No Kansan is too good for the state fair. In fact, nobody is too good for the state fair, period, though perhaps the state fair is too good for some people. If you find it beneath you to get elbow to elbow with people who have not enough money and too many kids, and folks who work the earth, and greasy-fingered, shiny-eyed cheerful miscreants operating the rides, then perhaps you have too high an opinion of yourself, because we are all made of the same suspect dust, it seems. And if your mistaken opinion of your social position prevents you from getting a fresh corn dog and a hot steaming plate of sugary funnel cake, then it serves you right. Go content yourself with a pseudo-cosmopolitan meal in your favorite faux Euro-bistro with the cheap furniture, and pretend you live in New York. As for me and my household, we'll take the fair.

Friday night, this sense of incompletion still lingering, the wife and I decided to make another go of it on Saturday. If you can imagine how your children might react, were you to tell them that you were instituting a two-Christmas-a-year policy, then you have some sense of the elation in our home.

Saturday's damage to my waistline: one steak sandwich, one cheesesteak, a cherry limeade, fried mozzarella sticks, another basket of spiral chips, a healthy portion of Caleb's meatballs on a stick, and part of a funnel cake, the bulk of which was hastily consumed by my hypoglycemic wife as we drove home, after which she went promptly into a sugar-induced coma.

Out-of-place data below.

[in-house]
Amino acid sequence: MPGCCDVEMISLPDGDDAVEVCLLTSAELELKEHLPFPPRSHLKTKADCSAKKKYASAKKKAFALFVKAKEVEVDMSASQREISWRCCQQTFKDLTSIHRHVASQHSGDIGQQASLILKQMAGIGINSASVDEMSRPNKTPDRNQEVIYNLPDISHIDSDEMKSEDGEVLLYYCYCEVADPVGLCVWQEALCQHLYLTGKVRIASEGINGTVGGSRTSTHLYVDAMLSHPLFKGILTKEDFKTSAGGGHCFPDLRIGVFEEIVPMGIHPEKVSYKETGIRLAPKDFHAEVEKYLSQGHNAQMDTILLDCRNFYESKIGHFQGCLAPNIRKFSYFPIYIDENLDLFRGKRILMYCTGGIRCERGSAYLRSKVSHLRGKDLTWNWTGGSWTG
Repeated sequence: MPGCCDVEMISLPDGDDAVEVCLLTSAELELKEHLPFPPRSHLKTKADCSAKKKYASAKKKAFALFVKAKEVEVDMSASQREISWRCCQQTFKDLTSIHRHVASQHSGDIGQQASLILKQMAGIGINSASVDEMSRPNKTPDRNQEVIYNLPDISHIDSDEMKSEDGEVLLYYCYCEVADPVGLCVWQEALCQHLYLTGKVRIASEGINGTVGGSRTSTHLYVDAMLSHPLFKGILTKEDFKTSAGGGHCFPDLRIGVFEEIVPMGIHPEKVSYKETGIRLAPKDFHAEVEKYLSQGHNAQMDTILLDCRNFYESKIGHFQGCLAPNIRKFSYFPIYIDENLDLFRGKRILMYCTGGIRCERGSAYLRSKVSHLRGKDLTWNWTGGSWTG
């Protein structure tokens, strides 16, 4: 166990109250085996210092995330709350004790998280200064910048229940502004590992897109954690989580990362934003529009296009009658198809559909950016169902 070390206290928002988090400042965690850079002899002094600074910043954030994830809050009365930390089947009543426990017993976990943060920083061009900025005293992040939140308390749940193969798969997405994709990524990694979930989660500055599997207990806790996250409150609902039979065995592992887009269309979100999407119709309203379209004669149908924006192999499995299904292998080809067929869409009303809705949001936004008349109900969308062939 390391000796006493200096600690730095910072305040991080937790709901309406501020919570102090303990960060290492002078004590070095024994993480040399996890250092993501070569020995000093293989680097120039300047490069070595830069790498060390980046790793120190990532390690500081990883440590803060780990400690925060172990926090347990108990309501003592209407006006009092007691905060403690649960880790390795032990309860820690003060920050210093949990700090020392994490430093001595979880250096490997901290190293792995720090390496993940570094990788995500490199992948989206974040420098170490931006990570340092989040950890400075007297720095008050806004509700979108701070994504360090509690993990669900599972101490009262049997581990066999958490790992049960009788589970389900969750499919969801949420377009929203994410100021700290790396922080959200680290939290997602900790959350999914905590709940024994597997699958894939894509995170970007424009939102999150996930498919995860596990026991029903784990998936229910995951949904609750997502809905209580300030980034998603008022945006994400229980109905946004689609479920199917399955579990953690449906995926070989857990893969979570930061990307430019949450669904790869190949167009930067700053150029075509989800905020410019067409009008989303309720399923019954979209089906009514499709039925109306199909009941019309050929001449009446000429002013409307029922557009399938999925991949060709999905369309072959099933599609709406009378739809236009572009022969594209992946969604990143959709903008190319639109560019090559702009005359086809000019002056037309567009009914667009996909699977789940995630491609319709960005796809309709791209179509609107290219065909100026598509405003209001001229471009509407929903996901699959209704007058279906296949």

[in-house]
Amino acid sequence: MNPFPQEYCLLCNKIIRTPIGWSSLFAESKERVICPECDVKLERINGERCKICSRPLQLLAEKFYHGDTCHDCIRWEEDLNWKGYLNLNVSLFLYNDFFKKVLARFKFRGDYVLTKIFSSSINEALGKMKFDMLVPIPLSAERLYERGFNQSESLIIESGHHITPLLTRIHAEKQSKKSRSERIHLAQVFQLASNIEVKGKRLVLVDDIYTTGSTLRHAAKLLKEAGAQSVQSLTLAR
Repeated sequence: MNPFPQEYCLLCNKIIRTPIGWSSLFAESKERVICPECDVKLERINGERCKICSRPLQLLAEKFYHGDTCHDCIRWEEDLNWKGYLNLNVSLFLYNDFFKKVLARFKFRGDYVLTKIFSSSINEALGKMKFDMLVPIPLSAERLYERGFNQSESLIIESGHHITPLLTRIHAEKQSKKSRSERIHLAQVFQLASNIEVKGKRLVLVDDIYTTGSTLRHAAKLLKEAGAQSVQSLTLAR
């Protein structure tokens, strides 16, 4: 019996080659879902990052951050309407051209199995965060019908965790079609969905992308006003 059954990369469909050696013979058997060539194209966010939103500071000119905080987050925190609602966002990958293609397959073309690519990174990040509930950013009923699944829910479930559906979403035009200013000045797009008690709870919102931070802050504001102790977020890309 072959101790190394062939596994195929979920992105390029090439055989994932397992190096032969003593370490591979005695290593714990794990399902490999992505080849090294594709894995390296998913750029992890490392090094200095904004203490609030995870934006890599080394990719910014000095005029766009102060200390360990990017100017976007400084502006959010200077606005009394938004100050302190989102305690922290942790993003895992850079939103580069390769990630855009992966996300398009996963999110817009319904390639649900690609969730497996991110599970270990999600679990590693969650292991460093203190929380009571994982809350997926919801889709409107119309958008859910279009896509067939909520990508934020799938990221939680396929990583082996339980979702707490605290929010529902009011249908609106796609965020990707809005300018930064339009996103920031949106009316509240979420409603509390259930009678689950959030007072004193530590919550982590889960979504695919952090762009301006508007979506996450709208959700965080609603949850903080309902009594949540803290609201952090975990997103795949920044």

There were more rides, only this time we stayed together, the non-riders cheering for the riders. Each boy won a stuffed animal, which is good because the two goldfish they won Monday were dead by last night (funeral service to be held this evening). At the end, we all piled onto the Ferris wheel. Eli and Isaac snuggled close to me, and Caleb sat beside his mother to protect her and the baby. It carried us into the cool evening sky, where we sat quiet and peaceful. Lights glimmered below us, softened by the haze. In the distance, gentle rain clouds sat like mountains, and made me think of the thousand hills, and wonder how heaven can be any better.

Posted by Woodlief on September 18, 2007 at 10:11 AM


The goodness of God is a never ending series of being amazed. I told my children the other day... "You know why I believe in God?", "Because He made orange juice." How Awesome!!

Thank you for sharing. We are all on the same path of Life. Life to the Full!

Posted by: Jim Ratajski at September 18, 2007 10:33 AM

Now that is how a summer should end, with sweet sticky memories.